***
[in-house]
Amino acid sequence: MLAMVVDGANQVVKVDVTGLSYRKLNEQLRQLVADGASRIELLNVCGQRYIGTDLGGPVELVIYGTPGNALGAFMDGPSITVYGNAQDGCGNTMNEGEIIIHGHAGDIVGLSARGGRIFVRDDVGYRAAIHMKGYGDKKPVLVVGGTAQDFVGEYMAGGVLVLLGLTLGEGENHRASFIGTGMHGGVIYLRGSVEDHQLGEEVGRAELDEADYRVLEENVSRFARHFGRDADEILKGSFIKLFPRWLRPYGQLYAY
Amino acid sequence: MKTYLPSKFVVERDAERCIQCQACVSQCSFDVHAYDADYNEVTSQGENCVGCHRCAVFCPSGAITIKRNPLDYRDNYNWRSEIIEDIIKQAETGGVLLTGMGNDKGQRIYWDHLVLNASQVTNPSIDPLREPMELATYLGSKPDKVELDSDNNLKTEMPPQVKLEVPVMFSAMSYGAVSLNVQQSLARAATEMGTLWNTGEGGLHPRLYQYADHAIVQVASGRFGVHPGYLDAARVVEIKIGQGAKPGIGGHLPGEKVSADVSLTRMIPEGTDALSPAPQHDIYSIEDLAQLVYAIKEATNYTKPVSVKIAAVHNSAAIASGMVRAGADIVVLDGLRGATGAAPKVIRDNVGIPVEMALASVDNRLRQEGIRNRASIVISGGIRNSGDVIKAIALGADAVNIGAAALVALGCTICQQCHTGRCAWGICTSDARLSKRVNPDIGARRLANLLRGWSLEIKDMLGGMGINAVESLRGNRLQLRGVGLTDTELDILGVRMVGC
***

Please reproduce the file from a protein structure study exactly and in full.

[in-house]
Amino acid sequence: MLAMVVDGANQVVKVDVTGLSYRKLNEQLRQLVADGASRIELLNVCGQRYIGTDLGGPVELVIYGTPGNALGAFMDGPSITVYGNAQDGCGNTMNEGEIIIHGHAGDIVGLSARGGRIFVRDDVGYRAAIHMKGYGDKKPVLVVGGTAQDFVGEYMAGGVLVLLGLTLGEGENHRASFIGTGMHGGVIYLRGSVEDHQLGEEVGRAELDEADYRVLEENVSRFARHFGRDADEILKGSFIKLFPRWLRPYGQLYAY
Amino acid sequence: MKTYLPSKFVVERDAERCIQCQACVSQCSFDVHAYDADYNEVTSQGENCVGCHRCAVFCPSGAITIKRNPLDYRDNYNWRSEIIEDIIKQAETGGVLLTGMGNDKGQRIYWDHLVLNASQVTNPSIDPLREPMELATYLGSKPDKVELDSDNNLKTEMPPQVKLEVPVMFSAMSYGAVSLNVQQSLARAATEMGTLWNTGEGGLHPRLYQYADHAIVQVASGRFGVHPGYLDAARVVEIKIGQGAKPGIGGHLPGEKVSADVSLTRMIPEGTDALSPAPQHDIYSIEDLAQLVYAIKEATNYTKPVSVKIAAVHNSAAIASGMVRAGADIVVLDGLRGATGAAPKVIRDNVGIPVEMALASVDNRLRQEGIRNRASIVISGGIRNSGDVIKAIALGADAVNIGAAALVALGCTICQQCHTGRCAWGICTSDARLSKRVNPDIGARRLANLLRGWSLEIKDMLGGMGINAVESLRGNRLQLRGVGLTDTELDILGVRMVGC